We read with great interest the articles by Lai et al.1 and Veldt et al.2, which show an association between diabetes mellitus and hepatocellular carcinoma (HCC) for patients with chronic hepatitis C. Both of their results indicate that diabetes mellitus is not significantly associated with the development of HCC (P = 0.37 and P = 0.066, respectively) among patients with chronic hepatitis C. But Veldt et al. further performed a subgroup analysis on patients with Ishak fibrosis score 6 (n = 303), in which diabetes mellitus is significantly associated with the development of HCC (P = 0.0087).
We have two questions concerning the results. First, we know that the metabolic pathway and the carcinogenic effect of hepatitis C virus (HCV) are two potential ways for the progression of HCC among patients with chronic hepatitis C and diabetes mellitus. The prospective study by Lai et al.1 demonstrates that the effect of diabetes on the risk of developing HCC plays a more important role in those who are HCV negative than in those who are HCV positive. Only patients with diabetes who are HCV negative have a risk of developing HCC. It seems the increased risk is not explained by the presence of hepatitis C infection. We wonder whether this result could conclude further that the metabolic pathway is more important than the effect of HCV infection on hepatocarcinogenesis. Perhaps HCV has a carcinogenic effect in part by its role in metabolic abnormality. Second, Veldt et al.2 found that among enrolled patients with chronic hepatitis C and advanced fibrosis or cirrhosis (Ishak score 4 to 6), 11 patients (13%) with diabetes developed HCC. However, these patients all had an Ishak fibrosis score of 6. None of the patients with diabetes who had an Ishak fibrosis score of 4 or 5 developed HCC. We think presence of the same Ishak fibrosis score does not indicate a similar severity of hepatic damage. Levels of alanine aminotransferase, aspartate aminotransferase, alkaline phosphatase, and gamma-glutamyl transpeptidase significantly express the severity of liver damage. In fact, the prevalence of subjects with abnormal levels of enzymes increases as the liver disease advances. Thus, these parameters also should be evaluated for the analysis. In addition, serum alpha-fetoprotein level at entry is suggested as a risk factor for HCC, whereas this is not confirmed in this study.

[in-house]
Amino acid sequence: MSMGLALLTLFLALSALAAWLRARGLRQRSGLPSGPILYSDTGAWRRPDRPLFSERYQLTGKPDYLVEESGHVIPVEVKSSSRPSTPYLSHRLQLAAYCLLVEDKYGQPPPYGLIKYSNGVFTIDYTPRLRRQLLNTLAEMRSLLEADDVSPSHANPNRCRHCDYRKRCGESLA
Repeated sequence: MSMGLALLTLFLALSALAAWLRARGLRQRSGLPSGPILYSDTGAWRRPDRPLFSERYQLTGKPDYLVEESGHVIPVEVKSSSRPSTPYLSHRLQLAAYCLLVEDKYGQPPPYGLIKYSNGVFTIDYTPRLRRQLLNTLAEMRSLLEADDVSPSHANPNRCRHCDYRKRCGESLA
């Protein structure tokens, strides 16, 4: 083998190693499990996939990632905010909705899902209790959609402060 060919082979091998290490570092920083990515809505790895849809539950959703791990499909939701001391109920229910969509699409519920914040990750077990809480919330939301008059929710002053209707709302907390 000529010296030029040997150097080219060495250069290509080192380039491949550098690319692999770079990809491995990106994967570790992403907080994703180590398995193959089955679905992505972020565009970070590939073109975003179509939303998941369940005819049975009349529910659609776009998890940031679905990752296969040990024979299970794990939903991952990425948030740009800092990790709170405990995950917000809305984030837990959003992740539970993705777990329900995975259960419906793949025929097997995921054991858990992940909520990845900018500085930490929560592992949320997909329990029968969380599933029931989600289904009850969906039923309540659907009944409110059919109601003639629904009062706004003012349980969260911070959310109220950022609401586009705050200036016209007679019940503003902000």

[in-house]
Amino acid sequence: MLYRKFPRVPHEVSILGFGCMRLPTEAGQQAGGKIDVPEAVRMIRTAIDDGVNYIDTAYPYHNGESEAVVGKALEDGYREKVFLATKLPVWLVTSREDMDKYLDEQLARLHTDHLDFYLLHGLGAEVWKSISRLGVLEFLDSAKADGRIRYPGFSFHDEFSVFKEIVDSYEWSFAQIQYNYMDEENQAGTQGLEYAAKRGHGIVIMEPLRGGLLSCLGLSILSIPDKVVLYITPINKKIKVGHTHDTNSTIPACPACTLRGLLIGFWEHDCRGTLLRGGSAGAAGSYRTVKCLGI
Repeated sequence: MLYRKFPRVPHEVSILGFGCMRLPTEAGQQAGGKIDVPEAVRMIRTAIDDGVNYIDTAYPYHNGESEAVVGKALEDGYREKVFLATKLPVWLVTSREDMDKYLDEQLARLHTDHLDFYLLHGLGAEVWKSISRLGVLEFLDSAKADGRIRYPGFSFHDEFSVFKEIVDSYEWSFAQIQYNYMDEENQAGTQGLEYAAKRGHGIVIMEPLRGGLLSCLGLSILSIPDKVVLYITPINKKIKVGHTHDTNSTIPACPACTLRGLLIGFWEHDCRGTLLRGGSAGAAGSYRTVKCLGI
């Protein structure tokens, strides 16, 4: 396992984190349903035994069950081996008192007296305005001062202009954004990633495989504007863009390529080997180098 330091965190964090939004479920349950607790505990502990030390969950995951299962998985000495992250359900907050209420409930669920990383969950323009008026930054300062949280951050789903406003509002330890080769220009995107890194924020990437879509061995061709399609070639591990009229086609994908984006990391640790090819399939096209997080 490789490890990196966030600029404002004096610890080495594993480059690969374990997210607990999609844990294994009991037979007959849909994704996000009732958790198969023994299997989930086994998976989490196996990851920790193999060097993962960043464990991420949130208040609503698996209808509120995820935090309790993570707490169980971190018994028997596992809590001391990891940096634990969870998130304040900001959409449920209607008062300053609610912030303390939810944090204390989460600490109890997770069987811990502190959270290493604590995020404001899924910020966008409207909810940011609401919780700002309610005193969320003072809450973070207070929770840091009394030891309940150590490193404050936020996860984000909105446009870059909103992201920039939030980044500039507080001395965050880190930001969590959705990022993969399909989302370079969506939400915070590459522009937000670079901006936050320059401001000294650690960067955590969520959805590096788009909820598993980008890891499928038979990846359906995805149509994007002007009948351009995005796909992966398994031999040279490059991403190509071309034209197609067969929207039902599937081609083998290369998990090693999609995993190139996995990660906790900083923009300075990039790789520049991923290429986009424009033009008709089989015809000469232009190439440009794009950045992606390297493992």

At present, it is difficult to sort out possible interactions between diabetes and hepatitis C in causing HCC. The relationship between diabetes mellitus, chronic hepatitis C, and HCC should be evaluated further, with a focus on risk factors such as the levels of elevated liver enzymes and alpha-fetoprotein.